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Bio1000

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Department
Biology
Course
BIOL 1500
Professor
Tamara Kelly
Semester
Winter

Description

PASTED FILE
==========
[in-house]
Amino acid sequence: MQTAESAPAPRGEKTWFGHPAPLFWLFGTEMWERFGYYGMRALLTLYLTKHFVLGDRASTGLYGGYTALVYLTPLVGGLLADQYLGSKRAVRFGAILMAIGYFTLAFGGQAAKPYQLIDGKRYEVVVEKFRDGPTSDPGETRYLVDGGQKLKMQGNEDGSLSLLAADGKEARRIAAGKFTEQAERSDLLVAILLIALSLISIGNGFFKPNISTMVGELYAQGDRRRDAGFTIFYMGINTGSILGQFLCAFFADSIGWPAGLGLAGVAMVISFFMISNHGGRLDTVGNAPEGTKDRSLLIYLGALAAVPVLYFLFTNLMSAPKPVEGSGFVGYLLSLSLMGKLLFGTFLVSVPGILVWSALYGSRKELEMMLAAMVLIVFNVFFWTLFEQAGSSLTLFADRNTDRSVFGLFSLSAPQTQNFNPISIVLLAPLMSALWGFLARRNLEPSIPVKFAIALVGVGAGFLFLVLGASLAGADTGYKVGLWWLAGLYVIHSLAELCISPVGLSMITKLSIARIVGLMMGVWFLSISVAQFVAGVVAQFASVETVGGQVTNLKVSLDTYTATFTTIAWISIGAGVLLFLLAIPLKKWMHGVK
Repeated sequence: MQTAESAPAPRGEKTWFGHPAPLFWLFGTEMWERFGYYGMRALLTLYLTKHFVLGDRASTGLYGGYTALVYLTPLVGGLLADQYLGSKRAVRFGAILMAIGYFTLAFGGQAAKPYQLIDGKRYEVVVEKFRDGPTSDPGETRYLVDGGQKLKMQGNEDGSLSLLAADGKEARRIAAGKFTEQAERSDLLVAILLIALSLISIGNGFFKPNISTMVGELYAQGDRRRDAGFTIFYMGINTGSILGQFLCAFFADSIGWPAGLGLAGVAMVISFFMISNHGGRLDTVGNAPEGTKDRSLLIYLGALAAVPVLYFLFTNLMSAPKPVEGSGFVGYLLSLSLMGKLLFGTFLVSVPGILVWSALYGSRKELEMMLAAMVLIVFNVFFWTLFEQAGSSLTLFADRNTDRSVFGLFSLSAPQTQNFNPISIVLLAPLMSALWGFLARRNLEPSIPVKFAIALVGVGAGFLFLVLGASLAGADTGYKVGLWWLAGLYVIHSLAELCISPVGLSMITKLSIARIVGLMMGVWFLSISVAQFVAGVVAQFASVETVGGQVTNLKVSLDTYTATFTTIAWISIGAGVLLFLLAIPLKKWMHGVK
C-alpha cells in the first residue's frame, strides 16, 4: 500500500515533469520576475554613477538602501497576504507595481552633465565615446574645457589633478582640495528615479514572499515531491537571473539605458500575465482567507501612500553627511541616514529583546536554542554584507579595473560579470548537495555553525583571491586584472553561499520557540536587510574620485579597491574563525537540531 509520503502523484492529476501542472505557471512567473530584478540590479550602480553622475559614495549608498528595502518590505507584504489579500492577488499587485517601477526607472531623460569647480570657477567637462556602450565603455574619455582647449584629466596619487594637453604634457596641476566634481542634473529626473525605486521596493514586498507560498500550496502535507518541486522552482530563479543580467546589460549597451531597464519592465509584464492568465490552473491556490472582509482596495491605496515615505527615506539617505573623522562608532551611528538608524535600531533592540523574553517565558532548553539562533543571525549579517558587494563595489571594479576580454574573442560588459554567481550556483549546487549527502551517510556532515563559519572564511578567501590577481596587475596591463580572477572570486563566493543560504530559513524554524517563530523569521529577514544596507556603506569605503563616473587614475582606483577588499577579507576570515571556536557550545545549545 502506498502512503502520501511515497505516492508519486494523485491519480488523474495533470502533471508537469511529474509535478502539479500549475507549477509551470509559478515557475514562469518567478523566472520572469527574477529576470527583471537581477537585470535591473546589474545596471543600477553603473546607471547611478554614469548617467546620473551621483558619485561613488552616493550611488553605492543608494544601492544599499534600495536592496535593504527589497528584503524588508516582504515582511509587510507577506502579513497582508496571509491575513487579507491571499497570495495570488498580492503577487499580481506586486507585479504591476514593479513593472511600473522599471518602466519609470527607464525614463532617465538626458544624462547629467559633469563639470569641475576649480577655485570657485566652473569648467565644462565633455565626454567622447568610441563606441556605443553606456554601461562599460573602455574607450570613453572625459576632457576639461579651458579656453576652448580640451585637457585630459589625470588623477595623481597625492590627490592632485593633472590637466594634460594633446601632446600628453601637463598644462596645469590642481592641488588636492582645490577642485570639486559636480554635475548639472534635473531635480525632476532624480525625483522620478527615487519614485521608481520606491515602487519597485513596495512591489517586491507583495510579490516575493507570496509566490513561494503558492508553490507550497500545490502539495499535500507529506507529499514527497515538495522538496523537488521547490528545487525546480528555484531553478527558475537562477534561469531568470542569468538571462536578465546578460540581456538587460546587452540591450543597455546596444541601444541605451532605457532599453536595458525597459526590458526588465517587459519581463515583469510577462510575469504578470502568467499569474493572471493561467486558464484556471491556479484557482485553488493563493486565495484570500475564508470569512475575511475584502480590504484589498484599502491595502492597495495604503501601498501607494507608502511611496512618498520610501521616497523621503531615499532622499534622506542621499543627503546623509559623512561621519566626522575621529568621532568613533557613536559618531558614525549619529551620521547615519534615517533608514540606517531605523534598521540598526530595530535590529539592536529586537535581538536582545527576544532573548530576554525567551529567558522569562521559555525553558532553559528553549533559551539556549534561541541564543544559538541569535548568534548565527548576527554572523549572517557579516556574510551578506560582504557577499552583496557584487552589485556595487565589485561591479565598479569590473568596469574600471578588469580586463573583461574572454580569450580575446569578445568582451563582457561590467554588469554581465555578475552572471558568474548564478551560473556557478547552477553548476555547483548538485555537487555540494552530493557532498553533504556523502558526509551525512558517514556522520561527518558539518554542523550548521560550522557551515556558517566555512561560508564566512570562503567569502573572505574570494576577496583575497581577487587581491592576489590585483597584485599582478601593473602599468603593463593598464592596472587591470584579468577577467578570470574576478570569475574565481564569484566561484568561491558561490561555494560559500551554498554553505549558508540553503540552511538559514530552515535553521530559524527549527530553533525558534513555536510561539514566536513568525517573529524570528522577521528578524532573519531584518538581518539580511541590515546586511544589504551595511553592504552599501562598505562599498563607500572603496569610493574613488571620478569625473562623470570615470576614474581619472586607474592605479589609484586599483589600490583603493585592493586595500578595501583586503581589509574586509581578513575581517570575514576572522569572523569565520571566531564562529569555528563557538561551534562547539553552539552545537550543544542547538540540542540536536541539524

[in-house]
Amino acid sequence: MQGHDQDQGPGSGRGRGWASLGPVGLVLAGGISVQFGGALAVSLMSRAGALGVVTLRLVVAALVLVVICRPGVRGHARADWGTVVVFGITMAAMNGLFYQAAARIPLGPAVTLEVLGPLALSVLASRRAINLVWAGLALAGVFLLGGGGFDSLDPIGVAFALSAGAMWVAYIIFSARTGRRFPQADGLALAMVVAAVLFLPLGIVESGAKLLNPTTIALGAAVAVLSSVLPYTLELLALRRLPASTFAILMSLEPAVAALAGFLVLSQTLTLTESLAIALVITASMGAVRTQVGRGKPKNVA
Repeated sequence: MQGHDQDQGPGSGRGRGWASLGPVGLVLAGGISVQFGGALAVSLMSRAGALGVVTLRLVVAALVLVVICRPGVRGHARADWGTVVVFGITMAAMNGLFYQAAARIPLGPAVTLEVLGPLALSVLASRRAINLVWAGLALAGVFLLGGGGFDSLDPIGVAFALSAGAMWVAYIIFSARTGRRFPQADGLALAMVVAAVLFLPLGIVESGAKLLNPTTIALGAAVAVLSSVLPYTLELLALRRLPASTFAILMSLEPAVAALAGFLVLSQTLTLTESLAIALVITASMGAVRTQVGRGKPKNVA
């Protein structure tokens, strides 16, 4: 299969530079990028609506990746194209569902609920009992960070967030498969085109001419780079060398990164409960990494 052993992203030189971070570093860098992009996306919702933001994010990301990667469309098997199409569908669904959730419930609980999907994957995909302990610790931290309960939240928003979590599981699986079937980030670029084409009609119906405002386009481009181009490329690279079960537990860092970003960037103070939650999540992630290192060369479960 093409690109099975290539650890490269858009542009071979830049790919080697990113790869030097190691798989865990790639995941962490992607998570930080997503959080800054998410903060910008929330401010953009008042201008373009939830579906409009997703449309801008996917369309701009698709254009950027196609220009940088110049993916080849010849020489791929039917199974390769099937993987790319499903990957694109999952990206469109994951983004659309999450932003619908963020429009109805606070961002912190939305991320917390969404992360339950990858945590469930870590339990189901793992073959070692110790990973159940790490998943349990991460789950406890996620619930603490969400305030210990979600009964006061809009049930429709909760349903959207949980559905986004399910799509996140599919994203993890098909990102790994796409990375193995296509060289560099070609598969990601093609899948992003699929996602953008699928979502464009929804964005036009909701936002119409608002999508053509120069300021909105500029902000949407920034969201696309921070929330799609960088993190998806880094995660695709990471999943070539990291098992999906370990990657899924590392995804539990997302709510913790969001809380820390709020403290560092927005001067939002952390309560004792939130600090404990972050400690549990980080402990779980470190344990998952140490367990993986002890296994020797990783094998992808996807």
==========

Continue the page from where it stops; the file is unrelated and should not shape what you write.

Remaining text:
September 7th 2012 Cathy Nguyen=) Astrobiology Light - the portion of the electromagnetic spectrum that humans can detect with their eyes - categorized as a wave (stream of energy particles) - these particles are categorized as photons (visible light particle) - photons have no energy or mass but have precise amount of energy Ex. Blue light has a shorter wavelength = less photons = less energy than... red light Ex. Sunburn = human response to light, shows some physical manifestication on you to know that these particles exist Ex. Radiowaves = hearing noise is a direct result that it exists Photoreceptor: a basic light-sensing protein system invovled in sensing and responding to light (Contains a protein + pigment, the pigment absorbs light photon while the protein undergoes conformational change) Eyespot: a heavily pigmented region in certain one-celled organisms that function as a light sensor. Detects both direction & intensity of light Interactions with Matter 1. Reflect: bounces off and sent to another direction (occurs b/c frequencies of light waves don't match with the natural frequencies of vibration of the object, same with transmission) 2. Transmitted: passes through with no interaction 3. Absorbed: most useful for biological, can only use a photon when absorbed (ex. cup of water, can only be beneficial when we drink it) Pigments - a molecule that can absorb photons of light (they differ by different wavelengths each can absorb, depending on its structure) - its colour is the colour that was not absorbed, but reflected off - made from double/single bonding arrangement called conjugated system Ex. Chlorophyll Rhodopsin - a photoreceptor found universally in all organisms - technically, a pigment in the retina that allows the eye to see in dim light - made of a protein called opsin, that binds to a single pigment molecule called retinal In light: A photon is absorbed causing the retinal molecule to under go conformational change, which results in a whole bunch of other reactions that create electrical signals that are sent to the brain. Enzymes cause it to reset to original shape (conformational change). Light as a Source of Energy - when a photon of light is absorbed, an electron within the pigment molecule is raised to an excited state, which is a source of potential energy that can be put to work. This potential energy can be used in photosynthesis (electron transport chain to synthesize NADPH), when then create ATP>C02>CARBS. - some of the chemical energy is also used to synthesize other molecules like lipids, proteins, nucleic acids Sensing Light without Eyes - plants, invertebrates, & some prokaryotes don't have eyes but can sense light Ex. C. reinhardtii: its eyespot is located within the chloroplast in a region closely associated to the cell membrane. Although it is in the chloroplast, the eyespot does not play a role in photosynthesis but rather the photoreceptors of the eyespot allow the cell to sense light direction and intensity. (phototaxis) - in plants, a different receptor called the phytochrome senses the light environment and is critical for photomorphogenesis (development process when seedlings are exposed to light). Phototaxis (+/-): the ability of organisms to move directionally in response to a light source (maximizes light capture for photosynthesis). The Eye (the organ animals use to sense light) - requires a brain/simple nervous system to interpret signals sent from the eye. The eye&brain are thought to be co-evolved b/c detailed visual processing occurs in the brain rather than the eye. We essentially "see" with our brain and not our eyes. Ex. Planarians: ocellus (plural ocelli) is the simplest eye consisting of up to 100 photoreceptors lining in a cup/pit under the skin. Each ocellus is covered by a layer of pigment cells that block most of the light rays arriving from the opposite side of the animal. Resulting in most of the light recieved by the pigment cells to enter from the side it's facing. This way, planarians orient themselves so that the amount of light falling on the two ocelli is equal and deminishes as they swim. This reaction carries them directly away from the source of light and toward darker areas. Imaging-forming eyes Compound Eyes: common in insects and crustaceans, containing thousands of ommatidia (omma = eye) units fitted closely together. Each ommatidium samples a small part of the visual field as light enters. Signals from the photoreceptor cells go to the brain creating a mosaic image of the world. Even the slightest motion is detected. Single-lens Eyes: for most veterbrates, light enters the ee through a transparent cornea, a lens concentrates the light, and a layer of photoreceptors at the back of the eye (retina) records the image. Evolution of the Eye - scientists believe that about 2000 small improvements over time from a patch of light-sensitive cells, gradually yielded a camera-type eye in less than 1/2 a million years. 1) Region of photosensitive cells (just an eyespot, ex. Euglena) 2) Depressed/folded area allows limited directional sensitivity (eyecup, ex. Dugesia/Planarians) 3) "Pinhole" eye allows finer directional sensitivity and limited imaging (ex. Nautilus) 4) Transparent humour develops in enclosed chamber 5) Distinct lens develop (Primitive lens, ex. Box Jellyfish) 6) Iris and seperate cornea develop - looking at closely related organisms & how their eyes differ in relation to their environment. Ex. Limpet - simple layer of photosensitive cells Slit-shell Snail - simple layer of photosensitive cells curved in eyecup Nautilus - pinhole camera eye Squid - advanced camera eye September 10th 2012 Role of Light in Ecology & Behavior Light can Damage Biological Molecules: Direct Effects - light is a small portion of the electromagnetic spectrum et is essential to life on Earth. This is b/c it is teh most dominant form that reaches the surface. Shorter wavelengths are absorbed by the ozone layer high in the atmosphere whereas longer ones are absorbed by water vapour and CO2 in the atmosphere. - also b/c radiation of shorter wavelengths has high enough energy to destroy bonds of living things. It wouldn't just excite electrons but would oxidize the molecule producing ions (ionizing radiation). - wavelengths that are longer don't supply enough energy to excite electrons for photochemistry. Longer wavelengths are also readily absorbed by water (the bulk of living things). - Light is still damaging, but all organisms that are exposed to light have developed mechanisms to help prevent damage/repair quickly if damage does occur. Ex. Photosynthesis: composed of photosystems (pigment-protein complexes) that trap photons and convert it to chemical energy. Although very efficient, the high-energy environment does cause damage to the protein complexes. Under high light conditions, carotenoids (accessory pigments) protect the photosynthetic apparatus from high light levels by absorbing exess light and dissipating the energy as heat. Light can Damage Biological Molecules: Indirect Effects - harmful indirectly b/c of UV rays (ultraviolet radiation). Life on Earth is protected by the most damaging, UV-C by the ozone layer, however UV-A and UV-B can still reach the surface. B/c of its high energy, it can randomly ionize atoms in pigment molecules and proteins. - DNA is very vulnerable to UV damage b/c of its structure, resulting in the formation of a "dimer" when two neighboring bases become linked. This changes the shape of the double-helix and prevents replication, hindering gene expression (genetic mutation). Ex. Animals avoid sunlight by shielding skin with fur/feathers, whereas humans rely on melanin. Melanin: pigment that absorbs UV radiation, preventing it from penetrating the skin and destroying the essential B vitamin folate. Absorption Spectrum: plot of the amount of light a pigment absorbs in relation to the wavelength of light. - humans synthesize melanin in skin cells called melanocytes. People from countries recieving a lot of sunlight (like Uganda) have more melanin than ppl with less sunlight (Swedan). - humans need some UV rays to synthesize vitamin D, which is critical for bone development. Ppl with high melanin levels who live in regions that don't receive abundant sunlight are susceptable to Vitamin D deficiency, ex africans living in swedan. (rare b/c many foods are fortified with vitamin d) - native americans/inuits have relatively dark skin even tho they live in nowhereland b/c they mainly eat fish and marine life whic his naturally high in vitamin D. Circadian Rhythms - the physiological and behavioral responses geared to Earth's day-night cycle (24 hr day). - not direct responses to change in the external light environment but are controlled by an internal clock. - found in the suprachiasmatic nucleus, a region within the hypothalamus. It recieves light inputs directly from the optic nerve, which uses it to set the biological clock. This regulates body functions such as secretin of melatonin (only made @ night and inhibited during the day) Ex. Jet lag: when you travel across many time zones, putting hte circadian clock out of sync. Ex. Birds hibernating south during winter & returning in Spring. - outside factors come into play as well, like weather and noise. - provides a lot of information about how an organism works, how efficient it is, etc. Ex. Plants make all prosynthetic enzymes at night so they can absorb the most energy during the day. Ex. Humans do a lot of DNA synthesis at night, b/c during the day we are getting hit by UV rays. Ex. Blind mole rat: can still have a biological clock b/c photoreceptors can still sense light but can't create the image. Ex. Alaska - artificial light system - animals that live in cages need some type of regulation for their biological clock (under investigation) Camouflage - disguising from predators, depending on the perception of the predator. - must be indistinguisable in order to be useful Ex. Pepper Moth: trees got covered by slick, therefore dark moths lived and light moths got killed. Then, pollution laws came into play and vice versa occured. Ex. Skunk warning, monarch buttery eaten = tastes nasty. Plants = pretty to attract pollenators (Red/yellow for birds, small white/green & no odor for bee. Not all colours of light spectrum are visible to certain species, therefore UV markings create a "bullseye." Bees have adapted to see this marking. Silver bellies/black backs for fish, therefore predators below will think they're just look at the surface, vice versa. September 12th 2012 Biodiversity Biodiversity: reflects the reality that life on Earth exists from the ocean floor to wel above the atmosphere, the study of biology focuses on all levels of life Cell: smallest unit with the capacity of live and reproduce, independentl or part of a multicellular organism. Must be able to grow, divide and respond to outside stimulus (ex. circadian) Multicellular Organism: individual consisiting of interdependent cells Population: Group of individuas of the same species that occupy the same area Community: Population of all species that occupy the same area Ecosystem: Group of communities interacting with their shared physical environment. Linked by nutrient cycles, energy flow (how they get energy?) Biosphere: All regions of the Earth that can sustain life How Organisms Obtain Carbon - carbon is the backbone of all organic molecules synthesized by an organism Autotroph (most plants): self-nourishing, synthesize organic carbon using inorganic carbon (CO2). Although CO2 conta